So now what do we know about the other aspects? Baseline was not mentioned in the study. And, of course, not every patient responded well, but enough responded to get a significant finding. So probiotics, I think, have their place from a clinical standpoint when we’re looking at numbers of patients, and if we just give a probiotic, it’s gonna be very hit or miss. On the other hand, doing this type of comprehensive approach, I think we can get some very good results.
Dr. Hedberg: And a few additional assessment things to look at would be blood work. You talked a little bit about insulin resistance and inflammation. So I usually look at fasting glucose, hemoglobin A1c, fructosamine, and fasting insulin, and then also looking at markers of inflammation, like C-reactive protein, either quantitative or cardiac highly sensitive, fibrinogen, homocysteine, and erythrocyte sedimentation rate. Those can give us some kind of indirect clues as to something that could be going on in the GI tract, as well as CBC, complete blood count. So you can pick up a lot from there, but, as you said, direct testing with a stool analysis or something like that is gonna be our best approach.
And I’ve seen many insulin-resistant patients not really turn around until we’ve, so to speak, fixed their gut, and I think that ties into a lot of what you talked about today. And that was kind of the sticking point, because, as you know, the microflora is so intimately involved in glucose metabolism and the rate of absorption, as well as the inflammatory component. And, as you said, the more inflamed you are, the more insulin-resistant you can be and vice versa.
Dr. Moss: Yeah, I would agree 100%. I think all of us now in clinical nutrition and functional medicine are really beginning to appreciate that virtually all chronic illness there’s going to be an inflammatory component. It’s no longer if. It’s basically a matter of degree. It’s going to be there. And I think we know, we’ve heard for years, and years, and years treat the gut, treat the gut, but I think very often we have talked about treating the gut when there is gut symptomatology.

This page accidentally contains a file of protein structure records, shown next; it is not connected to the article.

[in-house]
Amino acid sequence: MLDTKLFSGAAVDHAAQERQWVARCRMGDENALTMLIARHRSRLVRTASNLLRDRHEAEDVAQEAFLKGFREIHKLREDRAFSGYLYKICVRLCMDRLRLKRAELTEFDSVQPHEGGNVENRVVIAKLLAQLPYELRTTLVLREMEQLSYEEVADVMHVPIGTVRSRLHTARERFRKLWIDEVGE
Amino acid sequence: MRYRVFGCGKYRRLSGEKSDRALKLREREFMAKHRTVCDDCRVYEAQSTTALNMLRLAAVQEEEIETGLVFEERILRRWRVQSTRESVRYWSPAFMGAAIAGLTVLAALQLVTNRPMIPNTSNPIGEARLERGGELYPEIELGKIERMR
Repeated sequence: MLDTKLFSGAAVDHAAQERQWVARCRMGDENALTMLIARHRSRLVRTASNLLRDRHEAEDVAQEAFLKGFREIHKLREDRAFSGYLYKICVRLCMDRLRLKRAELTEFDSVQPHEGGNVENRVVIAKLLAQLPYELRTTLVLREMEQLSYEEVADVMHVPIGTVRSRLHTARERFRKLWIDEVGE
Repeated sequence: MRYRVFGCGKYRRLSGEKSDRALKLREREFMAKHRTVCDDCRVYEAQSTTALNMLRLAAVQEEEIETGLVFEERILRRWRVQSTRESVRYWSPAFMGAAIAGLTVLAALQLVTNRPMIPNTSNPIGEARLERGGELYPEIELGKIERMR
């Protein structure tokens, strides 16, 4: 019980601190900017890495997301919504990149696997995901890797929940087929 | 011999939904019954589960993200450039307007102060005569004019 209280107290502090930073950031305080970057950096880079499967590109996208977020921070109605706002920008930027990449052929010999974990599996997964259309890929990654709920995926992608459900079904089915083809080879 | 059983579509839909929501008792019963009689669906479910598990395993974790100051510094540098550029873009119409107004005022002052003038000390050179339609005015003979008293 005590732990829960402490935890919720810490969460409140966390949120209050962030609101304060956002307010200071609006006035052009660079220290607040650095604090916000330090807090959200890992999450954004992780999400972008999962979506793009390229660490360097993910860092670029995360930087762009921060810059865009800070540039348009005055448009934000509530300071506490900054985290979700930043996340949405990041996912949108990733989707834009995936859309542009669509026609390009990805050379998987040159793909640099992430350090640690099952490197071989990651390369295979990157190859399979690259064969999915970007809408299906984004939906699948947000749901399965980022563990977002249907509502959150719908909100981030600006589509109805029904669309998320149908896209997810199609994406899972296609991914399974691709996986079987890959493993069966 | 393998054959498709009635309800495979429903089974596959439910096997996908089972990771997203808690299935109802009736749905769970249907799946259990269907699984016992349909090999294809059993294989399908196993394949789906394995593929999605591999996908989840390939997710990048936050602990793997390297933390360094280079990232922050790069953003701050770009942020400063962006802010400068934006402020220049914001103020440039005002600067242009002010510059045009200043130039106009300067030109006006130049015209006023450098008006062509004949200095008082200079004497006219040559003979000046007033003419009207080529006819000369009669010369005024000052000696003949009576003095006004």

I think we have to really expand our thinking beyond just, “Well, I only treat the gut if they’re symptomatic,” to the idea if they have a chronic illness and through the method you mentioned finding inflammation, we really have to take a look at the gut and the gut microflora. Now, I’m not saying it’s 100% that it’s gonna be significant after we have to do some type of intervention on the gut, but I would say assume it until proven otherwise.
Dr. Hedberg: And that low-grade pathogen potential that you were talking about increasing inflammation, and potentially stressing the system, and then creating glucocorticoid resistance due to HPA axis dysfunction, and then creating more inflammation due to that resistance. I mean, we could talk all day about all these different connections to the endocrine system, and the nervous system, and the brain, and the rest of the body, but this was a great overview and very enlightening, very interesting connections there, especially to know that the beta-amyloid plaque can be produced by bacteria in the gut and then actually get into the brain and connect with Alzheimer’s. So fascinating information and I’m gonna be following this particular aspect of functional medicine very closely for a long time as we learn more. So thanks for coming on, Jeff. Really appreciate it. This was a great topic, and I’m sure it’s gonna be very useful to a lot of people.
Dr. Moss: Well, thank you so much, and I appreciate you having me on your show.
Dr. Hedberg: All right, well, thanks for tuning in, everyone. If you go to drhedberg.com, I will have all the show notes and links to anything we talked about today. And until next time, this is Dr. Hedberg. Take care, everyone.